Even before COVID-19 put healthcare workers in the spotlight, burnout was an ongoing challenge in the medical industry. It’s a high-stress job that’s often thankless. We know the effects of employee burnout on our workers and departments, what are we doing about it? If you want to work on improving the employee experience and minimizing burnout, here are a few things you can do to start.
Measure the Problem
The first step is to know that burnout exists. You need to watch for signs in your staff, such as stress, fatigue, and reduced productivity at work. It’s important to distinguish between employees having a bad day and an ongoing problem. You may even see it spreading throughout the department. The goal is to determine the root cause of burnout.
If burnout is a widespread problem in your facility, you may have to prioritize the departments that need help fast. Burnout triggers can be very different between departments. Determine which ones have the highest burnout rates and the lowest career satisfaction and start there.
Career burnout and stress go hand in hand. What is causing stress for your employees? Is it a lack of work/life balance? Is it aspects of their day to day job that become repetitive or frustrating? Is it a lack of leadership or poor experiences with coworkers?
The single most important thing you can do for your staff is to demonstrate that they’re valued regularly. Continuously reinforce that their work saves lives. What they do directly impacts patients, and without the hard work of your entire medical staff, you cannot do what you do.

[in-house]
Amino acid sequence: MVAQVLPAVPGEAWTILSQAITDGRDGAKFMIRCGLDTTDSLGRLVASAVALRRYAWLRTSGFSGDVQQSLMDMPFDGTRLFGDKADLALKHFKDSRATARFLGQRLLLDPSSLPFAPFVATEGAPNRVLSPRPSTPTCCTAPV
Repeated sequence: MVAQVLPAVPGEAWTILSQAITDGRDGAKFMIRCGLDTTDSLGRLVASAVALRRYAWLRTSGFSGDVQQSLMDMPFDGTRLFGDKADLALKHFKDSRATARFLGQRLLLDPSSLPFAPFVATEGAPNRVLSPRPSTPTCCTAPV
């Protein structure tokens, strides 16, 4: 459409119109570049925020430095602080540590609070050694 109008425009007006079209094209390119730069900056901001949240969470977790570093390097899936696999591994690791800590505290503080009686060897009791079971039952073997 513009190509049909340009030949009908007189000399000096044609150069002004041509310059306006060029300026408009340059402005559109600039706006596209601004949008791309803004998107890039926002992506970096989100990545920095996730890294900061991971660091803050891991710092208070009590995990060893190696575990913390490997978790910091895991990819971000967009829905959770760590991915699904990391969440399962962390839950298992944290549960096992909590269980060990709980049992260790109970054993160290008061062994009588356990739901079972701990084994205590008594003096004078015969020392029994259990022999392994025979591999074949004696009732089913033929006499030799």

Promote Stress Reduction
You also need to provide tools that will help your team reduce stress. This can start with reevaluating your personal time off (PTO) policy or overtime schedules. You can also offer added value stress reduction tools such as yoga classes or massage therapy.
Burnout can sometimes become a much larger issue. If your team is struggling with their mental health, you need to provide them the tools for finding support. You also need to ensure that the team has all of the professional support they need to effectively do their job and not feel like they’re spinning their wheels.
Regardless of what systems or programs you’ve implemented, you need to reevaluate how they’re regularly working. Take a look at how the leadership in your departments is handling the change and make adjustments as necessary.
Can your hiring policies improve retention and prevent burnout?
Call CornerStone Medical Staffing in Dallas, TX today; we have the qualified healthcare professionals that you need to staff up to prevent burnout.